Tuesday, October 25, 2005

A Piece Well Worth Reading

Go here to the Weekly Standard to read the parallels between Great Britain as the world's only super power in the pre and post WWI days and the United States the world's current and only super power.
WHAT DOES MODERN HISTORY have to teach us about the age of American empire? The final chapters of the British Empire offer lessons and parallels aplenty. Empires don't last forever, and the combination of martial victory, popular ennui, and liberal anti-patriotism is a dangerous mix for a superpower.

At the beginning of the 20th century, the British Empire was an unopposed hyperpower (much as the United States has been since 1989). As historian Colin Cross observes: "In terms of influence it was the only world power." The British people and their leaders accepted this fact. In the early 1930s, Prime Minister Stanley Baldwin pronounced that "the British Empire stands firm, as a great force for good." Historian William Manchester argues that "most of the crown's subjects, abroad as well as at home, felt comfortable with imperialism."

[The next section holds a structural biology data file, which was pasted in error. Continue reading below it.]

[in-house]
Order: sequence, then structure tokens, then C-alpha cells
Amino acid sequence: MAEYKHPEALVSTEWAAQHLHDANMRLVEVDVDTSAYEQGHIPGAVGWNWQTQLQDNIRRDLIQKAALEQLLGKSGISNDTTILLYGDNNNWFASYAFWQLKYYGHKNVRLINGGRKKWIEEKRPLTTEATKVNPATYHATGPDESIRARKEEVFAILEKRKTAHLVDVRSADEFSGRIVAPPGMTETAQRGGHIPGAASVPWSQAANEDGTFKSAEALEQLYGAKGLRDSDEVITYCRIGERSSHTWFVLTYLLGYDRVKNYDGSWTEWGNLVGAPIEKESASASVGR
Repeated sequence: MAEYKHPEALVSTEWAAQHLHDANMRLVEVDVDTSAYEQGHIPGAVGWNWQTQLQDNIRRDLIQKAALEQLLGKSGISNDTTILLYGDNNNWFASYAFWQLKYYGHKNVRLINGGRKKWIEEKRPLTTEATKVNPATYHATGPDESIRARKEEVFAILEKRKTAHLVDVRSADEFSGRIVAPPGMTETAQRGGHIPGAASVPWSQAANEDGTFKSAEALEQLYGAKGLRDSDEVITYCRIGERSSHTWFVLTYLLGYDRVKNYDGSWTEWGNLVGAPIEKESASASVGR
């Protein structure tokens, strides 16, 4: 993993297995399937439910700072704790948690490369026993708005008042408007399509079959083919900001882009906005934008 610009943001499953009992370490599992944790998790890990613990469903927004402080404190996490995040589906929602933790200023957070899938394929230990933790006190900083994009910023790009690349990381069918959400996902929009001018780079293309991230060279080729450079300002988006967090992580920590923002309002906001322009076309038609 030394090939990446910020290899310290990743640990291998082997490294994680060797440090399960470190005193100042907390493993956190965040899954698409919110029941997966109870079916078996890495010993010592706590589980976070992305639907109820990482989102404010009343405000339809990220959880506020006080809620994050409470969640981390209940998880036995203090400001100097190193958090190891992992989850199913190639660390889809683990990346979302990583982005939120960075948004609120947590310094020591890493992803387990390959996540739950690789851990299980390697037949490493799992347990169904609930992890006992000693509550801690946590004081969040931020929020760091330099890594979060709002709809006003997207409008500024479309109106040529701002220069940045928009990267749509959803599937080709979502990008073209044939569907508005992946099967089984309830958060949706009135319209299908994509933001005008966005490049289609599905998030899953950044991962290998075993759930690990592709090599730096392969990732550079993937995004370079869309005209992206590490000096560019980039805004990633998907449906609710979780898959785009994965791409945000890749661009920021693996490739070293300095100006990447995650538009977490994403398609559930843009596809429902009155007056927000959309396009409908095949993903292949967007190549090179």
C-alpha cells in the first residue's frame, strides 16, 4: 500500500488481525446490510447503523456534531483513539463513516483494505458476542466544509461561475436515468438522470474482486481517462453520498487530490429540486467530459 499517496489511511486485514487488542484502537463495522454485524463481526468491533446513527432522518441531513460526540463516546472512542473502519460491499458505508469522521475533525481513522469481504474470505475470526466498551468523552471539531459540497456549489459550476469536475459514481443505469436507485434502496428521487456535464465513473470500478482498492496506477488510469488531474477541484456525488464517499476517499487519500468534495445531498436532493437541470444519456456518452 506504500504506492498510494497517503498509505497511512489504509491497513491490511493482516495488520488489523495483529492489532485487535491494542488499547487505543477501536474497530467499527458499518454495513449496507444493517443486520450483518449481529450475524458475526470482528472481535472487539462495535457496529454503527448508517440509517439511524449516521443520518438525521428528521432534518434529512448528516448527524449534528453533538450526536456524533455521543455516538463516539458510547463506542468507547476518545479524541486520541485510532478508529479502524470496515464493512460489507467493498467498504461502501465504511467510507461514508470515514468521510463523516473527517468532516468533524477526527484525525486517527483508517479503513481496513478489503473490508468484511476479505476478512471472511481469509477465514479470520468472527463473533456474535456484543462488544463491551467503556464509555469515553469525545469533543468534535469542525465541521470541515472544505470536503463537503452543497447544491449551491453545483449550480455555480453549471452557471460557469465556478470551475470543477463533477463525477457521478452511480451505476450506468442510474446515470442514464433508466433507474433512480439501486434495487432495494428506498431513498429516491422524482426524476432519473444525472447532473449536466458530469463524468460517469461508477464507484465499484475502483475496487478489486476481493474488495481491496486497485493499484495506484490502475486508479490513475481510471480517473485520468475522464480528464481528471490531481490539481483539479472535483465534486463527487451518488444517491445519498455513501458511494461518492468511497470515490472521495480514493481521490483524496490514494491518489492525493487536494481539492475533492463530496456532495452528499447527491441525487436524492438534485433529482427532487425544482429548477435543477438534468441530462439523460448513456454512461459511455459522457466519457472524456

But after the conclusion of the first World War, Britain's imperial psyche began to fracture. "After the survivors of the Western front came home," Manchester writes, "Britons wanted nothing more to do with war; most of them hoped never again to lay their eyes on an Englishman in uniform, and they were losing their taste for Empire." Winston Churchill despaired of this change. "The shadow of victory is disillusion," he noted. "The reaction from extreme effort is prostration. The aftermath even of successful war is long and bitter."

I found the link at Little Green Footballs.

Labels: , , ,


Post a Comment

<< Home

<< List
Jewish Bloggers
Join >>
War's legitimate object is more perfect peace. Flavius Vegitius Renatus This is an optional footer. If you want text here, place it inside these tags, and remove this comment.